Updated at 10:21 a.m. ET
Iranian President Hassan Rouhani has won re-election by a large margin.
According to Iran’s Interior Ministry as reported by Press TV, Rouhani won about 57% of the vote with more than 23.5 million votes against his main challenger Ebrahim Raisi’s 15.7 million. Rouhani appeared to have benefited from a large turnout that forced polls to stay open until midnight, NPR’s Peter Kenyon reports. More than 40 million out of 56 million eligible voters cast their ballots.
In a live speech carried by State TV, Rouhani said Saturday that the vote showed Iran’s willingness to work with the international community, and a rejection of hardliners, according to the AP.
First elected in 2013, Rouhani is seen as a reformer in Iran’s largely conservative society. He is best known abroad as the president who made a nuclear deal with the West in 2015, in which the country agreed to certain limits on nuclear development in return for the lifting of some sanctions.
His conservative opponent Raisi attacked the weak state of the economy under Rouhani. Raisi “lambasted Rouhani for seeking foreign investment and appealed to religious conservatives,” The Guardian noted.
Massoud Asheri, a 29-year-old engineer for a mining company, told Peter that he was always confident Rouhani would prevail, and believes it’s a sign that popular pressure for change is mounting.
“It’s about 10 or 20 years that people in Iran want to change the condition in Iran,” Asheri said. “The people now are growing, and the new generation wants new things.”
But Asheri also says Iranians urgently need economic improvements.
“So I think in the next four years, Mr. Rouhani […] must respond to the people who voted for him for the second time.”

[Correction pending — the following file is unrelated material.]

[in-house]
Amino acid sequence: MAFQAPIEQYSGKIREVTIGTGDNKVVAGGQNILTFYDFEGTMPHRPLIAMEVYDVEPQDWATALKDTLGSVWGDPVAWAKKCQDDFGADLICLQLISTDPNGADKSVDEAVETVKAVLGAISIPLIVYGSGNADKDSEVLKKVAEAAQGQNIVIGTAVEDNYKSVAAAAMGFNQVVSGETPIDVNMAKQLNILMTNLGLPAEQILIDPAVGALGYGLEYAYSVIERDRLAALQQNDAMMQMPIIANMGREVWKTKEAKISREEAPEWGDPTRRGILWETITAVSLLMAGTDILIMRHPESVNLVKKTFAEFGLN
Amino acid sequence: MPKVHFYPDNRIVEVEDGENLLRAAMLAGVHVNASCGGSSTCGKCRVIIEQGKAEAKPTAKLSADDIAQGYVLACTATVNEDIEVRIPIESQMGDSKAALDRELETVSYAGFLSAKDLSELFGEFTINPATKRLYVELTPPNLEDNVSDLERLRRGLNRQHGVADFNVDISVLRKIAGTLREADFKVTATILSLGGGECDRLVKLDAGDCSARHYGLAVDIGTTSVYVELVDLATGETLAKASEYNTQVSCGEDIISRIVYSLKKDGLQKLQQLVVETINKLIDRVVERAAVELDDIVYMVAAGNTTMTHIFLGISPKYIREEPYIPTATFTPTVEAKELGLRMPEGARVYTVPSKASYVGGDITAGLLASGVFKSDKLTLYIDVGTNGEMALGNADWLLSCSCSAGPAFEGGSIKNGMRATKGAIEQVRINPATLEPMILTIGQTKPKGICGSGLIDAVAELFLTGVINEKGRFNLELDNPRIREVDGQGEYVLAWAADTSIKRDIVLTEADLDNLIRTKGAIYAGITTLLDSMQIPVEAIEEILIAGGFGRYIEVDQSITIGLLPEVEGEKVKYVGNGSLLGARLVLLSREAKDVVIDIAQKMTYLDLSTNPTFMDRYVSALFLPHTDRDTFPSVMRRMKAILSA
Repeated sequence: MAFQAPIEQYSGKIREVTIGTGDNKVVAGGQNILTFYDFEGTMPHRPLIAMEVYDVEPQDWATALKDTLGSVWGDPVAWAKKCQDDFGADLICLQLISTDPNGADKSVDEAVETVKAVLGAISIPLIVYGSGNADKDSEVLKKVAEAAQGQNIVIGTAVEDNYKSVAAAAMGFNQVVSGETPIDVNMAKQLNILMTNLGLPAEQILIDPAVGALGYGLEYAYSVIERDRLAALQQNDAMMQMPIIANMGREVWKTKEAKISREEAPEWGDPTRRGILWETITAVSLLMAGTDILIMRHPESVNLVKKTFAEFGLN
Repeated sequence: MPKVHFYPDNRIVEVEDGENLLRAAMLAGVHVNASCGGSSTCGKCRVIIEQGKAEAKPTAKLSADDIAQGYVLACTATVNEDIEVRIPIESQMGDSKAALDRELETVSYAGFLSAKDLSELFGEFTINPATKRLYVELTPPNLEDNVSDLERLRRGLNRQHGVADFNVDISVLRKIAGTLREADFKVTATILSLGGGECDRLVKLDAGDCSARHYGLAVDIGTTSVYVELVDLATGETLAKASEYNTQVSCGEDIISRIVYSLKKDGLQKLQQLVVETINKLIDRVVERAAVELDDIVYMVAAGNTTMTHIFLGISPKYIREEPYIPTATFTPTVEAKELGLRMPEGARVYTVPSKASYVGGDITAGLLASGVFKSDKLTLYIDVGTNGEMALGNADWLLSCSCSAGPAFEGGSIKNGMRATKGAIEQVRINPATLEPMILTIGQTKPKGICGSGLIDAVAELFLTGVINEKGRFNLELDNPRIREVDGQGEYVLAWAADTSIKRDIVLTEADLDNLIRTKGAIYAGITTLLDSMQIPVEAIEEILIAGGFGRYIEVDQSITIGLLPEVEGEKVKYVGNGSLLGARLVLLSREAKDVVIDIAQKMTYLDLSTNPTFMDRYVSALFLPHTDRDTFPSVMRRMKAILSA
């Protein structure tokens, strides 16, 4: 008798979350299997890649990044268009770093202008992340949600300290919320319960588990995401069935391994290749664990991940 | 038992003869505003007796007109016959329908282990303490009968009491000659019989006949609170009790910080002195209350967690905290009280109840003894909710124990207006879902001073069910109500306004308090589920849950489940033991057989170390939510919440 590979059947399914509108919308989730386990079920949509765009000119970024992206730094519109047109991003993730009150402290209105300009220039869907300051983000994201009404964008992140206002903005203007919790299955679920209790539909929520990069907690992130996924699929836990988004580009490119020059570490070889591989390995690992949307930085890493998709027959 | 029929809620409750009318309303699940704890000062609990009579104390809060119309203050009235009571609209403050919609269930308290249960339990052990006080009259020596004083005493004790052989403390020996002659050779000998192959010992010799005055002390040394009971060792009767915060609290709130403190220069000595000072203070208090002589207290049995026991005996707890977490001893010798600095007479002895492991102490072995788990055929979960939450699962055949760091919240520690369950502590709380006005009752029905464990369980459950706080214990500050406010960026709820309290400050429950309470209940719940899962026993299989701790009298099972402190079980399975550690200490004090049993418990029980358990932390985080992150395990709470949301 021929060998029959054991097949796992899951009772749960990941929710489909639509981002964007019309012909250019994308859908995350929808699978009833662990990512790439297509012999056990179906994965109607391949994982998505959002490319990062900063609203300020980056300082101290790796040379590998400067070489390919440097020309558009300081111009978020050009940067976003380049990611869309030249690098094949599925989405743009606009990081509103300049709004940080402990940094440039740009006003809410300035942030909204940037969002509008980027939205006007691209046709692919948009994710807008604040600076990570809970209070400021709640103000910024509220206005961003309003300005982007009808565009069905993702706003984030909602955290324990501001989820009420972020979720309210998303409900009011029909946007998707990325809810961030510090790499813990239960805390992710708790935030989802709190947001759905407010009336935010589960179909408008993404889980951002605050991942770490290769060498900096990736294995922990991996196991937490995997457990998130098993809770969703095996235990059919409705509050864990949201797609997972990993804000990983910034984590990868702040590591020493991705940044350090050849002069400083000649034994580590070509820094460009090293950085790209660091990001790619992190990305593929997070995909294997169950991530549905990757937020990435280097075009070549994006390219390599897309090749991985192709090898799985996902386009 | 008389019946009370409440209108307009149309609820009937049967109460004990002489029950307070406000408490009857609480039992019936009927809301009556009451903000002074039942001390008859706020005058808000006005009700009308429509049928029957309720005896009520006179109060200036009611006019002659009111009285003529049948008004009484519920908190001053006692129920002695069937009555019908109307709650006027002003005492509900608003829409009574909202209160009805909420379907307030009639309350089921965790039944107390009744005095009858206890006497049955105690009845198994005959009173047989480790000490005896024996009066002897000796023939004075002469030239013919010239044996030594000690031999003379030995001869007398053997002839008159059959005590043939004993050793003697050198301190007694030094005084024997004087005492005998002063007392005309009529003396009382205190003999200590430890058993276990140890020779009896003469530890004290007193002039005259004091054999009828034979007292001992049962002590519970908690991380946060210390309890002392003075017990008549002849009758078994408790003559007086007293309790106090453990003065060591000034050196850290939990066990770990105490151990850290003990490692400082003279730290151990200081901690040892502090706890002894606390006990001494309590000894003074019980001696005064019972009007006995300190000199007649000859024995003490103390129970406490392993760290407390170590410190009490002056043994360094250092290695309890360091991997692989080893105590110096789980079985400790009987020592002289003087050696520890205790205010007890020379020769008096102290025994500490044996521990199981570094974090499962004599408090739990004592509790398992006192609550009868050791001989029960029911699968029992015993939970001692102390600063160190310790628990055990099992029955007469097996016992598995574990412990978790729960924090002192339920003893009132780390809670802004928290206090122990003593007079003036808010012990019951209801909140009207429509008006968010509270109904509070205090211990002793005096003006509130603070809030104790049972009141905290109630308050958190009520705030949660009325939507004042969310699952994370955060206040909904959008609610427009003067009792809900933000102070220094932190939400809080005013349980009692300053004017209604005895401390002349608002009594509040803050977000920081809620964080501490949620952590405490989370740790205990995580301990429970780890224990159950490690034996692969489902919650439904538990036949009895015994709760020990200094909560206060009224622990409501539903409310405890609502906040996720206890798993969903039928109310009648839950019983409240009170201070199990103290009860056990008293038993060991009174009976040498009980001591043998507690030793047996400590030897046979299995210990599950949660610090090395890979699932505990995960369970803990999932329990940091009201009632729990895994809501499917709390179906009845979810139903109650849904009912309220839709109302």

Rouhani voter Narges Sha’eri, 30, agrees that the economy tops the to-do list for Rouhani, but adds that a steady hand in dealing with the international community is also needed. She says a good deal of Rouhani’s support was motivated by fear of what might happen if the hard liners regained control of the executive branch.
“Precisely that,” she told Peter. “We also knew very well that should Raisi win, he would bring the same people that were of the (hard line) principalist camp, which would drive the country backward.”
The lifting of sanctions did benefit the economy by increasing oil production. Iran is one of the top oil-producing countries in the world; the CIA ranked it at No. 7 in 2015. Rouhani had promised during the campaign to further undo international sanctions in a second term, Kenyon says.
But the economy is still sluggish. In mid-2016, unemployment stood at 12.7 percent, a “three-year high,” according to the World Bank. NPR’s Steve Inskeep reports that Rouhani “brought down inflation, but he slowed the economy while doing so.”
Rouhani’s reforms have been modest and gradual, as Inskeep notes. Reformist newspapers have begun publishing again and imprisoned journalists have been freed. Rouhani presided over an expansion of the country’s 3G and 4G networks, used by smartphones.
But ultimate power in the country rests with Supreme Leader Ayatollah Ali Khamenei, who has held the title since 1989. Khamenei controls the country’s security forces and can veto any presidential policies.
Meanwhile, U.S. President Trump arrived in Saudi Arabia Saturday morning, for a visit with the country’s royal leaders. The Saudis are a strong U.S. ally and arch-enemy of Iran; the largely Sunni Saudis strongly opposed President Obama’s outreach and nuclear deal with the Persian Shia power.
Despite President Trump’s pledges to “rip up” the Iran deal, the Trump administration’s State Department allowed the deal to continue this past week by continuing to waive sanctions on Iran.
Relations between the U.S. and Iran are likely to be remain hostile, according to Karim Sadjadpour of the Carnegie Endowment for International Peace. He told NPR’s Morning Edition that leaders in the U.S.-allied countries of Israel and Saudi Arabia are likely to advocate “a policy which goes back to status quo ante on Iran which is pushing Iran back in the Middle East.”
NPR’s Peter Kenyon contributed to this report.
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